Poor Performance with CPU Threads (C++ extension)

I’m trying to rewrite the following sparse multiplication operation as a C++ extension.

def sparse_mul(weights, bias, in_values, active_out_indices):
   # for the ith input in batch, produce output only for the nodes in active_out_indices[i]     
   # active_out_indices.size(1) is expected to be around 10% of weights.size(0)
   active_weights = weights[[active_out_indices]]
   active_bias = bias[[active_out_indices]]
   out_values = torch.bmm(active_weights, in_values.unsqueeze(-1)).squeeze(-1) + active_biases
   return out_values

I want to do this because the above python implementation performs unnecessary data copies due to the advanced indexing. The following is the C++ code I have as of now. It performs almost 50x slower (on my 4 core CPU) than the python implementation and also the regular dense multiplication. Can someone tell me what I’m doing wrong? Can I not expect a speedup here? I’m new to PyTorch C++ and am trying to follow the solution given in https://discuss.pytorch.org/t/using-at-parallel-for-in-a-custom-operator/82747/5

// sparse_mul.cpp
#include <torch/extension.h>
#include <vector>

#define _OPENMP
#include <ATen/ParallelOpenMP.h>

torch::Tensor mul(
        torch::Tensor in_values,
        torch::Tensor active_out_indices,
        torch::Tensor weights,
        torch::Tensor bias) {
    
    auto out_values = torch::empty(active_out_indices.sizes());
    auto active_out_indices_a = active_out_indices.accessor<long,2>();
    int batch_size = active_out_indices_a.size(0);
    int active_out_dim = active_out_indices_a.size(1);

    at::parallel_for(0, batch_size, 0, [&](int64_t start, int64_t end) {
        for (int64_t i = start; i < end; i++){
            torch::set_num_threads(1);
            auto in_values_i = in_values[i];
            for(int j=0; j<active_out_dim; j++){
                out_values[i][j] = torch::dot(in_values_i, weights[active_out_indices_a[i][j]]) + bias[active_out_indices_a[i][j]];
            } 
        }
    });
    return out_values;
}

PYBIND11_MODULE(TORCH_EXTENSION_NAME, m) {
  m.def("mul", &mul, "sparse multiplicatio");
}
# setup.py
from setuptools import setup, Extension
from torch.utils import cpp_extension

cpp_module = cpp_extension.CppExtension('sparse_mul_cpp',
                                        sources=['sparse_mul.cpp'],
                                        extra_compile_args=['-fopenmp'],
                                        extra_link_args=['-lgomp']
                                        )

setup(name='sparse_mul_cpp',
      ext_modules=[cpp_module],
      cmdclass={'build_ext': cpp_extension.BuildExtension})

I also get an issue “a leaf Variable that requires grad is being used in an in-place operation error” when I try to use larger sizes for the weight matrix. I’m using Pytorch version 1.6.0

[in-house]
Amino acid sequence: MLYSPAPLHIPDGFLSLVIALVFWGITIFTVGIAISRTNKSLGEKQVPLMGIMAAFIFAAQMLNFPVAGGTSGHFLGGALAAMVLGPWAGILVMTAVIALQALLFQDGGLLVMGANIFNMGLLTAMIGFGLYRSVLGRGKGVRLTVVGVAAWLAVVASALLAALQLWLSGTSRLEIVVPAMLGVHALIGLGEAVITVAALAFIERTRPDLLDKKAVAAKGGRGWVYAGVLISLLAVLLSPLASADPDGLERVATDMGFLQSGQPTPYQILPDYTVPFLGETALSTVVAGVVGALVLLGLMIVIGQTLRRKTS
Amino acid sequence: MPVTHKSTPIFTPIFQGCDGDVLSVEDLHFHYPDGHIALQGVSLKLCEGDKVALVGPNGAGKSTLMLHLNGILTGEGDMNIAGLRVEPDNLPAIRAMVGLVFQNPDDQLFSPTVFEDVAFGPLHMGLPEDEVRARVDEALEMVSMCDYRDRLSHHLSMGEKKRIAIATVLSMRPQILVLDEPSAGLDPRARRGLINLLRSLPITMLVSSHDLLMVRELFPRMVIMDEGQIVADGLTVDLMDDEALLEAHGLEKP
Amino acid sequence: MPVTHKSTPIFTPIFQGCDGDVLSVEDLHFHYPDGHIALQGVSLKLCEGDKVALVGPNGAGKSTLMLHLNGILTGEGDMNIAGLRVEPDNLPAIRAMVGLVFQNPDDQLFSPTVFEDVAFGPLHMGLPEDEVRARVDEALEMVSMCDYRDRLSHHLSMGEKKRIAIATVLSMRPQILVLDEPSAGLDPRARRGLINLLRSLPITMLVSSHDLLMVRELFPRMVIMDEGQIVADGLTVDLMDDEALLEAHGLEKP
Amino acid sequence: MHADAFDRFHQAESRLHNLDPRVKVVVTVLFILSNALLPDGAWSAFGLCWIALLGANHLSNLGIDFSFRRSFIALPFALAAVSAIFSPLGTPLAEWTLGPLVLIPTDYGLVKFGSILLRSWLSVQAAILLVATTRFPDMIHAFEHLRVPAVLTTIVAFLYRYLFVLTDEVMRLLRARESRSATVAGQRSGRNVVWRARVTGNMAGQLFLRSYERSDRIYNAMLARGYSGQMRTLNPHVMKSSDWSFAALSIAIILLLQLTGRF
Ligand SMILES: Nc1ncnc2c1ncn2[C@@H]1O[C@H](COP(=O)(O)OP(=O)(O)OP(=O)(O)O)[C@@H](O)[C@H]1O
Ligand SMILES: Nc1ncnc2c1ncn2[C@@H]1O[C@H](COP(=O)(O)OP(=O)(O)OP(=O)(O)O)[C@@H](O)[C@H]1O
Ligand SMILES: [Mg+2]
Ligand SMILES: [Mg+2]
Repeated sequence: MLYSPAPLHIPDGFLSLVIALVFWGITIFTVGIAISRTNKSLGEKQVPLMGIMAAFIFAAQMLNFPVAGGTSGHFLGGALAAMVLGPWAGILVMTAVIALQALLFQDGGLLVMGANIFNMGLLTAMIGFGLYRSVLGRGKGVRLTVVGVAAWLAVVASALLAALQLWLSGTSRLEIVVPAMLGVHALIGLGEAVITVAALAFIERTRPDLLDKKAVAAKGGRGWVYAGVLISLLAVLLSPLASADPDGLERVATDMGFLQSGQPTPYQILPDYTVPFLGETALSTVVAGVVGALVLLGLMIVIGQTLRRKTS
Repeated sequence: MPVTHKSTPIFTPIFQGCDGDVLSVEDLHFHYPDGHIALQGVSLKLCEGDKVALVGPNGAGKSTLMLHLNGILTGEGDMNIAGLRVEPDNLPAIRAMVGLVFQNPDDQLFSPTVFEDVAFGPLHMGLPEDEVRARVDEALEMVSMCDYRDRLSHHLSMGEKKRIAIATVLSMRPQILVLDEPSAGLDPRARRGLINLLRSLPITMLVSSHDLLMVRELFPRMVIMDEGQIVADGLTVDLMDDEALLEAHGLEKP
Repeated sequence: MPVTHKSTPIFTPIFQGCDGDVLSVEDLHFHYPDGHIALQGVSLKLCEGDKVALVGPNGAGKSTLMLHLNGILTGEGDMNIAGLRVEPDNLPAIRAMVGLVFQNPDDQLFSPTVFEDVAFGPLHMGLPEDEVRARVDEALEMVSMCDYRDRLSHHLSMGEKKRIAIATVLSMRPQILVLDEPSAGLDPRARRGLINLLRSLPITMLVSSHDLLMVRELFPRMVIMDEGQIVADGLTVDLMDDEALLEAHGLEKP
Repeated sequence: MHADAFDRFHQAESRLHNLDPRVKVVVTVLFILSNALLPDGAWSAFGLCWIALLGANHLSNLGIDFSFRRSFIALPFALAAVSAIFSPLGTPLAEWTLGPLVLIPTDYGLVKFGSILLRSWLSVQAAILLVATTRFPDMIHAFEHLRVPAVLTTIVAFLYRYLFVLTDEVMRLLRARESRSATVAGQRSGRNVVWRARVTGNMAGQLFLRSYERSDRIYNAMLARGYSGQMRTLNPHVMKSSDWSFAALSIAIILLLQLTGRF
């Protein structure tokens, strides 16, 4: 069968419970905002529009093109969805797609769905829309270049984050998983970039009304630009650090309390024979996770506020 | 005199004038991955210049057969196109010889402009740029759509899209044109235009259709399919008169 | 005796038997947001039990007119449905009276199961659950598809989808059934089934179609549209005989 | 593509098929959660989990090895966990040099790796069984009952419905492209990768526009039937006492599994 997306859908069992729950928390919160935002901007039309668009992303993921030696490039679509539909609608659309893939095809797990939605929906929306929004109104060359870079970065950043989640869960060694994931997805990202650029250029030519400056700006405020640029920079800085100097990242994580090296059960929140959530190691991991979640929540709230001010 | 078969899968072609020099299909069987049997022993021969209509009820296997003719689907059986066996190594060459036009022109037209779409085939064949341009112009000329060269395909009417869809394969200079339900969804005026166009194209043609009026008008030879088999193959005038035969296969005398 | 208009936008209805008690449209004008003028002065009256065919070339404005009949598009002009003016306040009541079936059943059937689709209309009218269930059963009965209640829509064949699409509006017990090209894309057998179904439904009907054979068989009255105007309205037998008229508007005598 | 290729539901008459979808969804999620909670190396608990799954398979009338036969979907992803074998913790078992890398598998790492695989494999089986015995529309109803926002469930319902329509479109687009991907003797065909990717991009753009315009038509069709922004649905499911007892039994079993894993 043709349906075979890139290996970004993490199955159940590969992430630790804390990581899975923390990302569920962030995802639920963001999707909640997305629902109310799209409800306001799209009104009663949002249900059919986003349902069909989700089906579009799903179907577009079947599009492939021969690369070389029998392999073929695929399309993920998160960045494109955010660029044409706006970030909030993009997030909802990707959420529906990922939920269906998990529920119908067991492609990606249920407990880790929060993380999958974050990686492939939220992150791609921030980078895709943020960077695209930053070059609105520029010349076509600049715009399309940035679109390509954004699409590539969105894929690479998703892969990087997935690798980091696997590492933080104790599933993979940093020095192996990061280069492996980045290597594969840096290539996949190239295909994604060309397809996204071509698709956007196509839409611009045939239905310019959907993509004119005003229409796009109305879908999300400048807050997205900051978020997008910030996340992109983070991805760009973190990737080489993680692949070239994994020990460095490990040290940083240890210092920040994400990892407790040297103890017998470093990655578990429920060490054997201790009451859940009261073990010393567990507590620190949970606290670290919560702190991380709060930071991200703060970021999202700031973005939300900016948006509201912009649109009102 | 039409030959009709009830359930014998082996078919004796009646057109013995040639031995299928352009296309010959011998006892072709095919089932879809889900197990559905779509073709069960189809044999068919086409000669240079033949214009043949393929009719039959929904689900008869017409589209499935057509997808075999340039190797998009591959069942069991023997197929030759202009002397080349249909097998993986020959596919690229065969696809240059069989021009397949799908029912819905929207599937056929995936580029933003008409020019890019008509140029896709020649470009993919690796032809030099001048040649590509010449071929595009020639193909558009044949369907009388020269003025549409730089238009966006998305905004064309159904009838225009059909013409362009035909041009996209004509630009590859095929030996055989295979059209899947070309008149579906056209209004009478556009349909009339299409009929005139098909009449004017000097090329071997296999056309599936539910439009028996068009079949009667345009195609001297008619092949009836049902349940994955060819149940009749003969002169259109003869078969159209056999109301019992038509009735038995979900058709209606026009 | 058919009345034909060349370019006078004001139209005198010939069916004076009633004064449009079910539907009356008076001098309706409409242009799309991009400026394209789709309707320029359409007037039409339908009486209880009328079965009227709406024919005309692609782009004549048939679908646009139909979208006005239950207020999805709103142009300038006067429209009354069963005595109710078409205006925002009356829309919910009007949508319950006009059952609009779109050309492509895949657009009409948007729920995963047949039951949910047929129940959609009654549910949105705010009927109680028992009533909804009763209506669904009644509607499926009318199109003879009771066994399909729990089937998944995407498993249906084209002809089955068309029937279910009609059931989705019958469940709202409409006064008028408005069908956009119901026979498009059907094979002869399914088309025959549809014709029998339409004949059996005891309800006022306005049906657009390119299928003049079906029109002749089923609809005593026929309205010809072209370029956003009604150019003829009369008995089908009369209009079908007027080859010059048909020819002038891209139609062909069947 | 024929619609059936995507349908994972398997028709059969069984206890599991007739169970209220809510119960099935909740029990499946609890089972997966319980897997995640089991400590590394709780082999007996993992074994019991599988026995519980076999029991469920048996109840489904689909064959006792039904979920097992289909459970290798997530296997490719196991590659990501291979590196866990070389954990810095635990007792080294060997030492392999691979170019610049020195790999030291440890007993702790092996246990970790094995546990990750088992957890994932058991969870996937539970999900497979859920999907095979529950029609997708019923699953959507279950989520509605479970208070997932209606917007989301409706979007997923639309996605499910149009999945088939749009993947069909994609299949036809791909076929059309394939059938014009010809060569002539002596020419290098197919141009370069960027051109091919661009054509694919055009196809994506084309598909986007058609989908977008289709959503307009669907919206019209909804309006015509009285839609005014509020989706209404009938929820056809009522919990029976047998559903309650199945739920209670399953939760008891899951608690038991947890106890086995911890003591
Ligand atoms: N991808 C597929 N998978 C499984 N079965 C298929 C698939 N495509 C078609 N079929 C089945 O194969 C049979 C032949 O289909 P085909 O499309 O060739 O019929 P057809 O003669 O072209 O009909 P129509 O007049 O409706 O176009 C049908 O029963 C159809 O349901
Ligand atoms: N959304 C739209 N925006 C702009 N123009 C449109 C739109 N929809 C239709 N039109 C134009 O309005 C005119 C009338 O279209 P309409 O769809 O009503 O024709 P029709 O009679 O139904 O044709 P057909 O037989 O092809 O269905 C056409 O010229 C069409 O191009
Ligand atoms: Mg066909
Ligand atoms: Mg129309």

Thank you for your time :slightly_smiling_face:

That code is too high level, so the inner loop sucks.

  1. Dispatch by dtype, like built-in kernels do.
  2. Instead of Tensor.operator[] indexing, use either raw pointers (this implies contiguous tensors and doing address arithmetic) or “accessors” (torch API).
  3. Compute dot product manually

Thank you for your advice @googlebot . I was able to achieve a significant speedup after incorporating your suggestions. Here is my current code in case it is of use to anyone. Is there anything else I could do for improving performance even more? I’m now gonna look into implementing backprop for the same.

// sparse_mul.cpp
#include <torch/extension.h>
#include <vector>

#define _OPENMP
#include <ATen/ParallelOpenMP.h>

template <typename scalar_t>
void mul2_kernel(
        torch::Tensor& out_values,
        const torch::Tensor& in_values,
        const torch::Tensor& active_out_indices,
        const torch::Tensor& weights,
        const torch::Tensor& bias){

    int64_t batch_size = out_values.size(0);
    int64_t active_out_dim = out_values.size(1);
    int64_t k_size = weights.size(1);

    auto out_values_0 = out_values.accessor<scalar_t, 2>();
    auto in_values_0 = in_values.accessor<scalar_t, 2>();
    auto active_out_indices_0 = active_out_indices.accessor<int64_t,2>();
    auto weights_0 = weights.accessor<scalar_t, 2>();
    auto bias_0 = bias.accessor<scalar_t, 1>();

    at::parallel_for(0, batch_size, 0, [&](int64_t start, int64_t end){
        for (int64_t i = start; i < end; i++){
            torch::set_num_threads(1); //is this required
            auto out_values_1 = out_values_0[i];
            auto in_values_1 = in_values_0[i];
            auto active_out_indices_1 = active_out_indices_0[i];
            
            for(int64_t j=0; j<active_out_dim; j++){
                scalar_t &res = out_values_1[j];
                int64_t out_index = active_out_indices_1[j];
                auto weights_1 = weights_0[out_index];

                res = bias_0[out_index];
                for(int64_t k=0; k<k_size; k++)
                    res += in_values_1[k]*weights_1[k];
            }
        }
        // std::cout << "in thread " << omp_get_thread_num() << std::endl;
    });
}

torch::Tensor mul2(
        const torch::Tensor& in_values,
        const torch::Tensor& active_out_indices,
        const torch::Tensor& weights,
        const torch::Tensor& bias){
    
    // std::cout<< "omp_get_max_threads() " << omp_get_max_threads() << std::endl;

    auto out_values = torch::empty(active_out_indices.sizes(), in_values.options());
    AT_DISPATCH_ALL_TYPES(
        in_values.scalar_type(), "mul2", [&] {
            mul2_kernel<scalar_t>(out_values, in_values, active_out_indices, weights, bias);
        });
    return out_values;
}

Looks good. Performance-wise, this won’t compile to AVX instructions, but these are tricky. You may check how dot is calculated in BlasKernel.cpp to get an idea.Otherwise, you can use AT_DISPATCH_FLOATING_TYPES and remove set_num_threads line.